I expected the animals we saw to have very different health care and welfare standards than I am used to which I think is pretty accurate. Exotics face many more unknowns and variable factors in their environments which a lot of times contributes to their health issues and overall welfare. Some of the factors that we saw that have an impact on the lives of these animals include food and water availability, the habitat they live in, and the threats from hunting and poaching practices. In an elephant museum we attended at Letaba in Kruger National Park, we read of many unfortunate poaching stories against elephants and as we know, they are not the only species that faces these threats. Rhinos for example are at very high endangerment from the illegal poaching of their horns. As I anticipated, we did get to see many various management strategies and systems. Each one has its own values and goals, but they are all usually striving towards a similar end goal of animal prosperity and preservation. I do realize that each practice is also very complex and calculated. One thing I did not expect was just how passionate the people are about these animals and their wellbeing. Everyone we encountered was incredibly passionate in their own ways and you could tell it was more than simply a job to them, which I was very pleasantly surprised to see and much of their passion and determination was contagious, and we learned to share in it.
I expected that I would gain a new insight that would allow me to form my own educated opinions and develop a personalized standpoint about exotic animal welfare and behavior which is probably the one that is the truest after the trip. I think overall my expectations of the trip were pretty accurate, however they were also mostly expanded on and I was able to learn a lot more than I anticipated. I am very thankful that I had the opportunity to go on this study abroad and it is an experience I will definitely carry with me for the rest of my life and through my career, and I hope to take what I have learned and observed and go on to encourage and educate others on the importance of exotic animal welfare and conservation.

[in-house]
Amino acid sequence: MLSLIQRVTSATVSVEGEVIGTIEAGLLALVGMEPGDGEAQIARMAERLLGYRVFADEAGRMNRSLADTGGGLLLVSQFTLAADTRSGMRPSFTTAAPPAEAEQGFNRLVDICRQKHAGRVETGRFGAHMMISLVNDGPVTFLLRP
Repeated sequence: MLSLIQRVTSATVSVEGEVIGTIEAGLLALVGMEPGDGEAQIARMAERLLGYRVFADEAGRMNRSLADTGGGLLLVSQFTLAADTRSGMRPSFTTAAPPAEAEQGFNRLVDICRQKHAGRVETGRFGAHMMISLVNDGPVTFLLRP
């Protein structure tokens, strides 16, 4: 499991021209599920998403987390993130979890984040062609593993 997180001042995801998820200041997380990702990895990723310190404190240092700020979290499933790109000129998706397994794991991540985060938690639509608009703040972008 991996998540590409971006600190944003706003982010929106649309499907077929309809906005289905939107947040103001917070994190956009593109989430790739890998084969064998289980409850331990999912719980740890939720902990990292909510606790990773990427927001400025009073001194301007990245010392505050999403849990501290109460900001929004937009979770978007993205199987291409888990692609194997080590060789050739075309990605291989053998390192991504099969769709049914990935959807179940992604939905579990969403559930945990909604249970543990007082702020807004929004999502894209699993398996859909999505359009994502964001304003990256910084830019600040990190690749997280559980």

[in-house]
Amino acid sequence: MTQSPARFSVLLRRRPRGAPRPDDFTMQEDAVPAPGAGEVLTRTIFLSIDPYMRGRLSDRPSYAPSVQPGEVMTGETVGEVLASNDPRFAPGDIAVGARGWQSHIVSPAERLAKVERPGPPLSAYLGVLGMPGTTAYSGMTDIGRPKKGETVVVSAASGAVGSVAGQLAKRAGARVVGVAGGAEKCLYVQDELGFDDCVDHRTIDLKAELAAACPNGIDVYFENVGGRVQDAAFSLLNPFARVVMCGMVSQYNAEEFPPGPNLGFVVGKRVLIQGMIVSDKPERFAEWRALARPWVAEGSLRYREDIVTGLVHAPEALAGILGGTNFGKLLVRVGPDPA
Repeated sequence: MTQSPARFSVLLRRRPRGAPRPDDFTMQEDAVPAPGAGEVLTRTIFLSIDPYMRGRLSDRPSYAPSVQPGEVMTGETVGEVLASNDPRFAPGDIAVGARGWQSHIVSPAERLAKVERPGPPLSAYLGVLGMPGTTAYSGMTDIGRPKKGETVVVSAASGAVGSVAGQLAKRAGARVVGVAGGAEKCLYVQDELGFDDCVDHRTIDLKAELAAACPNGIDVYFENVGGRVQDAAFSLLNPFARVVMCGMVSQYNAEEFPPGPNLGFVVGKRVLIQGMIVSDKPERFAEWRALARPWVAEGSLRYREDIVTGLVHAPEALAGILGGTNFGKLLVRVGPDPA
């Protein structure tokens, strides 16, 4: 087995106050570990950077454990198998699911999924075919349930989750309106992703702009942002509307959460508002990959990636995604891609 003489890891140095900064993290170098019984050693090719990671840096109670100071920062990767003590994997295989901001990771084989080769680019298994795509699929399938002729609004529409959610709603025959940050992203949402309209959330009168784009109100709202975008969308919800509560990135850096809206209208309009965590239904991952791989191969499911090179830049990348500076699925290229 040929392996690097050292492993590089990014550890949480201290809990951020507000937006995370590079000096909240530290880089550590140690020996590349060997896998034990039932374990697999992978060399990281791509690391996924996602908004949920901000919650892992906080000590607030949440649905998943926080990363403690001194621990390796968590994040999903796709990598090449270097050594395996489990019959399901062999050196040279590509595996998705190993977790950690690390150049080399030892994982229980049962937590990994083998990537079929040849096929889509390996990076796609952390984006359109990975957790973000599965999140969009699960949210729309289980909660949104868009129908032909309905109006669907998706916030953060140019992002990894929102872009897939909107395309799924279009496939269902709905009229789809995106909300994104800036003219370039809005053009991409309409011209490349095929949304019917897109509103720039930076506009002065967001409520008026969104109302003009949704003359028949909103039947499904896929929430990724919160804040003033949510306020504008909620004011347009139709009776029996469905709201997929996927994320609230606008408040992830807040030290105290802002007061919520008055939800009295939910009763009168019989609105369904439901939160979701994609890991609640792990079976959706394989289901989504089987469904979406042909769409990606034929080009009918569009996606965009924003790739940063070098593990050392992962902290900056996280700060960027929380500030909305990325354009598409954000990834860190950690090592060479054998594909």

This trip brought me many new insights and perspectives that have transformed my view and understanding of exotic animal welfare and behavior. With a goal of pursuing a career in veterinary medicine, it is crucial for me to have an in depth and comprehensive understanding of the animals I could potentially be treating and working with. It is beneficial to both my current and future academic and professional endeavors involving exotic animals. This is a personal experience that will set me apart from others in my field, and allow me to share my experiences with others who are less informed. Overall, this study abroad experience that I was able to pursue thanks to the STEP program, will allow me to make an individual difference in the world of exotic animal welfare and behavior, and it is an experience I will never forget.